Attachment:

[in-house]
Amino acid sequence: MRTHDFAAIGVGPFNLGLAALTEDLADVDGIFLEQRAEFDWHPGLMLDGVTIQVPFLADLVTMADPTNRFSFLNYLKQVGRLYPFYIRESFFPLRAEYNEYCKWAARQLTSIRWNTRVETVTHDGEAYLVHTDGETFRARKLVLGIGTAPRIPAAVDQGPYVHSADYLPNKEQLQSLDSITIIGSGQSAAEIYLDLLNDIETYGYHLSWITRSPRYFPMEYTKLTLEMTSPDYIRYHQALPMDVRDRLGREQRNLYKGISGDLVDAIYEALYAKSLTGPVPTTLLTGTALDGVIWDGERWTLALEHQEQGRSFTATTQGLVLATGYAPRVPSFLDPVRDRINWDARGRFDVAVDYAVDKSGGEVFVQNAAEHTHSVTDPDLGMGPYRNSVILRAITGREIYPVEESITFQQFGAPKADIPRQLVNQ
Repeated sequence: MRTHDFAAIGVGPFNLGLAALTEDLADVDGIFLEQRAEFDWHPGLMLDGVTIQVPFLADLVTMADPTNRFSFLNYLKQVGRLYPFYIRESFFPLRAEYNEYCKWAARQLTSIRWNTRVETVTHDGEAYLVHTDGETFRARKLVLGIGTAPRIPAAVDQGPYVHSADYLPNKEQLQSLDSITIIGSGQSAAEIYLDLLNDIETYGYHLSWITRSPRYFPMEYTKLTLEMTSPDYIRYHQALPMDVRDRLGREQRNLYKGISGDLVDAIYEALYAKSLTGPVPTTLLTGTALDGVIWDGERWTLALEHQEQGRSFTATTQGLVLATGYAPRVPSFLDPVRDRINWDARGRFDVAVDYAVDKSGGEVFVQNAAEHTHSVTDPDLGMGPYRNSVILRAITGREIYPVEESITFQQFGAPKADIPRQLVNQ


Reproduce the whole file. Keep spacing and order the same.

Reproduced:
[in-house]
Amino acid sequence: MRTHDFAAIGVGPFNLGLAALTEDLADVDGIFLEQRAEFDWHPGLMLDGVTIQVPFLADLVTMADPTNRFSFLNYLKQVGRLYPFYIRESFFPLRAEYNEYCKWAARQLTSIRWNTRVETVTHDGEAYLVHTDGETFRARKLVLGIGTAPRIPAAVDQGPYVHSADYLPNKEQLQSLDSITIIGSGQSAAEIYLDLLNDIETYGYHLSWITRSPRYFPMEYTKLTLEMTSPDYIRYHQALPMDVRDRLGREQRNLYKGISGDLVDAIYEALYAKSLTGPVPTTLLTGTALDGVIWDGERWTLALEHQEQGRSFTATTQGLVLATGYAPRVPSFLDPVRDRINWDARGRFDVAVDYAVDKSGGEVFVQNAAEHTHSVTDPDLGMGPYRNSVILRAITGREIYPVEESITFQQFGAPKADIPRQLVNQ
Repeated sequence: MRTHDFAAIGVGPFNLGLAALTEDLADVDGIFLEQRAEFDWHPGLMLDGVTIQVPFLADLVTMADPTNRFSFLNYLKQVGRLYPFYIRESFFPLRAEYNEYCKWAARQLTSIRWNTRVETVTHDGEAYLVHTDGETFRARKLVLGIGTAPRIPAAVDQGPYVHSADYLPNKEQLQSLDSITIIGSGQSAAEIYLDLLNDIETYGYHLSWITRSPRYFPMEYTKLTLEMTSPDYIRYHQALPMDVRDRLGREQRNLYKGISGDLVDAIYEALYAKSLTGPVPTTLLTGTALDGVIWDGERWTLALEHQEQGRSFTATTQGLVLATGYAPRVPSFLDPVRDRINWDARGRFDVAVDYAVDKSGGEVFVQNAAEHTHSVTDPDLGMGPYRNSVILRAITGREIYPVEESITFQQFGAPKADIPRQLVNQ